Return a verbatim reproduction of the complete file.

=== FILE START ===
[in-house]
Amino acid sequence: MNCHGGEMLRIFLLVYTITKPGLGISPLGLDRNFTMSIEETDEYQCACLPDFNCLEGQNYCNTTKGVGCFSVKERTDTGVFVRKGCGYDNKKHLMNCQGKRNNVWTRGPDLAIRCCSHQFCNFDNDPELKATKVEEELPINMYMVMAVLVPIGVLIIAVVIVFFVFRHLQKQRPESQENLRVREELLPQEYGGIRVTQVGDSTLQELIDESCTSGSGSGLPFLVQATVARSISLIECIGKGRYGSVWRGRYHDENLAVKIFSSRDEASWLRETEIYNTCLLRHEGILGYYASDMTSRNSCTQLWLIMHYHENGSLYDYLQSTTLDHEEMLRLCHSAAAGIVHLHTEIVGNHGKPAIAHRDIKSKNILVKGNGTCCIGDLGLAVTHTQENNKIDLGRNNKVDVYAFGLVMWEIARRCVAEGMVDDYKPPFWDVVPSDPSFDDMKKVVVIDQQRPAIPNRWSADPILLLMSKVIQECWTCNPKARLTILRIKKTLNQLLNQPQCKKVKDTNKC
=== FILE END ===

[in-house]
Amino acid sequence: MNCHGGEMLRIFLLVYTITKPGLGISPLGLDRNFTMSIEETDEYQCACLPDFNCLEGQNYCNTTKGVGCFSVKERTDTGVFVRKGCGYDNKKHLMNCQGKRNNVWTRGPDLAIRCCSHQFCNFDNDPELKATKVEEELPINMYMVMAVLVPIGVLIIAVVIVFFVFRHLQKQRPESQENLRVREELLPQEYGGIRVTQVGDSTLQELIDESCTSGSGSGLPFLVQATVARSISLIECIGKGRYGSVWRGRYHDENLAVKIFSSRDEASWLRETEIYNTCLLRHEGILGYYASDMTSRNSCTQLWLIMHYHENGSLYDYLQSTTLDHEEMLRLCHSAAAGIVHLHTEIVGNHGKPAIAHRDIKSKNILVKGNGTCCIGDLGLAVTHTQENNKIDLGRNNKVDVYAFGLVMWEIARRCVAEGMVDDYKPPFWDVVPSDPSFDDMKKVVVIDQQRPAIPNRWSADPILLLMSKVIQECWTCNPKARLTILRIKKTLNQLLNQPQCKKVKDTNKC